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Abies.

The fir tree

XXXIIII.

Apta fretis abies in montibus editur altis:
Est & in adversis maxima commoditas.[1]

The fir tree that is fit to sail the sea grows high up on the hills. Even in hard circumstances, there is great advantage to be found.

Notes:

1. This is because it grows strong by withstanding the gales and harsh weather. Contrast Anthologia Graeca, 9.30ff, 105, and the much-translated 376 for an opposing view of the fir tree: “how can the fir, storm-tossed while growing on land, resist the gales at sea?” 9.31 was translated by Alciato (Selecta epigrammata, p. 98).


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    Cotonea.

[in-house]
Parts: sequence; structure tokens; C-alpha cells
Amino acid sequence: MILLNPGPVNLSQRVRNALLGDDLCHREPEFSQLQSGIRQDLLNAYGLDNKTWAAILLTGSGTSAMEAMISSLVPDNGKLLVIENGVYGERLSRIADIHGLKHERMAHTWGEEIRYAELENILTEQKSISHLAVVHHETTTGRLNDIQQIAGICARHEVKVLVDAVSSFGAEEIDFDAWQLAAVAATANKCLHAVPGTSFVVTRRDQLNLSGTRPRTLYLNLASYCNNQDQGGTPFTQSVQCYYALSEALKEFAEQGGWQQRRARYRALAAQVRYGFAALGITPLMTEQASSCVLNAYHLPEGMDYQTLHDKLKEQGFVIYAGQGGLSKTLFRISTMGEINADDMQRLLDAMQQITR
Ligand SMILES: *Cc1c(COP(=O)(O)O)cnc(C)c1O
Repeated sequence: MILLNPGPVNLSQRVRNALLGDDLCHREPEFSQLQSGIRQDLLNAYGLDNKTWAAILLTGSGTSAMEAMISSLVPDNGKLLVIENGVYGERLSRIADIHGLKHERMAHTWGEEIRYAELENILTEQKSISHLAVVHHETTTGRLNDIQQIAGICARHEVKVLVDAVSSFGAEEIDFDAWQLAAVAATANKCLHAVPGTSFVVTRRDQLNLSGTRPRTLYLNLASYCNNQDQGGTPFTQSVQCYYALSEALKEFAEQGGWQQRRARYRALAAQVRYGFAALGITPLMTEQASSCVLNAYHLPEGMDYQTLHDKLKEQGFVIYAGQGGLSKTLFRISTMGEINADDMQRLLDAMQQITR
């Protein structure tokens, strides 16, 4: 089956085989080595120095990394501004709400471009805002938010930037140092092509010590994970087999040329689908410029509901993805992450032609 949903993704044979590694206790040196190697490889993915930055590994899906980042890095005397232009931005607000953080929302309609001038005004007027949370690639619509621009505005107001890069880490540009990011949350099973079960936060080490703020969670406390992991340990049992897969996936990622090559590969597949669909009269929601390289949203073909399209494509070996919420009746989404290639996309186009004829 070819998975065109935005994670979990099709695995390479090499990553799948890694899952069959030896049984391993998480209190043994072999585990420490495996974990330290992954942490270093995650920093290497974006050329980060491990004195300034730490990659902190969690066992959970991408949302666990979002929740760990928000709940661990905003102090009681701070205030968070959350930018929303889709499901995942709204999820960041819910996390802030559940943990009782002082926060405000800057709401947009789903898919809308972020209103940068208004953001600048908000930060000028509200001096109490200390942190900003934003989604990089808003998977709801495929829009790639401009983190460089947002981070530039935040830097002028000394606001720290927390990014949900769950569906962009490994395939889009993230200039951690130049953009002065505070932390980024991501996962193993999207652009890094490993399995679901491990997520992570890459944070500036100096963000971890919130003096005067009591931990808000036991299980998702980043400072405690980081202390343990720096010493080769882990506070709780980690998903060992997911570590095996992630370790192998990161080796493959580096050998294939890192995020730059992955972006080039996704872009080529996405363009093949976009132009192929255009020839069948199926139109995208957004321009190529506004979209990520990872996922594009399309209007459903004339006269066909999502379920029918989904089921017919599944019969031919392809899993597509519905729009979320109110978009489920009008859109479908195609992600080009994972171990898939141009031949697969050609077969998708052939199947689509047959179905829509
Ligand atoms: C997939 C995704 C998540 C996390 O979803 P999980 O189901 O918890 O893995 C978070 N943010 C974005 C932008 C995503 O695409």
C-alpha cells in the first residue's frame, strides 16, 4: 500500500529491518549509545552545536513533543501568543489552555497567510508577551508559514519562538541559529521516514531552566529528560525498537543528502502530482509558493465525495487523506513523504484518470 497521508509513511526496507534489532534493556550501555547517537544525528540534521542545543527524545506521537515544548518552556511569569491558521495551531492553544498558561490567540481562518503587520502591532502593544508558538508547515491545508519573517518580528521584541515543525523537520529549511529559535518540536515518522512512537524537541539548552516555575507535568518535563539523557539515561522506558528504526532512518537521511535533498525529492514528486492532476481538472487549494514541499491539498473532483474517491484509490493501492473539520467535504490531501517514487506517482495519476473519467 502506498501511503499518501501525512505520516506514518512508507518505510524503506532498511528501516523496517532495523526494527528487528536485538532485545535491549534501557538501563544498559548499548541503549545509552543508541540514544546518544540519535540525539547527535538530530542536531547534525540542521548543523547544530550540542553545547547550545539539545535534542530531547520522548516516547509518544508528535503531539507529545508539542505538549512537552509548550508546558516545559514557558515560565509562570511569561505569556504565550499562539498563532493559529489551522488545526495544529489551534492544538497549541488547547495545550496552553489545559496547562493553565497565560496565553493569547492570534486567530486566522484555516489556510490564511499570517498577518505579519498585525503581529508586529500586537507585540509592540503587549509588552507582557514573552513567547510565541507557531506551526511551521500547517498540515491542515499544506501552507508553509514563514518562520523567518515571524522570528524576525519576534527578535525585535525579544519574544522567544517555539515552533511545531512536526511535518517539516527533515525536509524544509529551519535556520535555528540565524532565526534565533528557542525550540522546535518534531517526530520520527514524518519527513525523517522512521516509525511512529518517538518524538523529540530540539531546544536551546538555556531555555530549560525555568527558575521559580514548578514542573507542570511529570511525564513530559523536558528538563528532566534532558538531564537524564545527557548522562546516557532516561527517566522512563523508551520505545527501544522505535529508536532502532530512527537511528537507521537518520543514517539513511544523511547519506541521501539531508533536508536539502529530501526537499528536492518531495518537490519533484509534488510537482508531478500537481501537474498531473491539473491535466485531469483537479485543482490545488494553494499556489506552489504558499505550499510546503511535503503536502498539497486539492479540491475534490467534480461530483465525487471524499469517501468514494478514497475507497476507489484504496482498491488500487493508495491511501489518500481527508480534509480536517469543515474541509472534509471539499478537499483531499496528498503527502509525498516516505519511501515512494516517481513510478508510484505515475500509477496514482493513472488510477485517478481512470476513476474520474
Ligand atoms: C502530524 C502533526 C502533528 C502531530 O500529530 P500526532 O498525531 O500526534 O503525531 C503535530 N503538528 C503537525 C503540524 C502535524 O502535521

The quince

    EMBLEMA CCIV.

    Poma novis tribui debere Cydonia nuptis
    Dicitur antiquus constituisse Solon.[1]
    Grata ori & stomacho cm sint, ut & halitus illis
    Sit suavis, blandus manet & ore lepos.

    Solon of old is said to have ordained that quinces be given to newly-weds, since these are pleasant both to mouth and stomach. As a result their breath is sweet, and winning grace drops from their lips.

    Notes:

    1. antiquus...Solon, ‘Solon of old’. See Plutarch, Coniugalia praecepta, Moralia 138 D.


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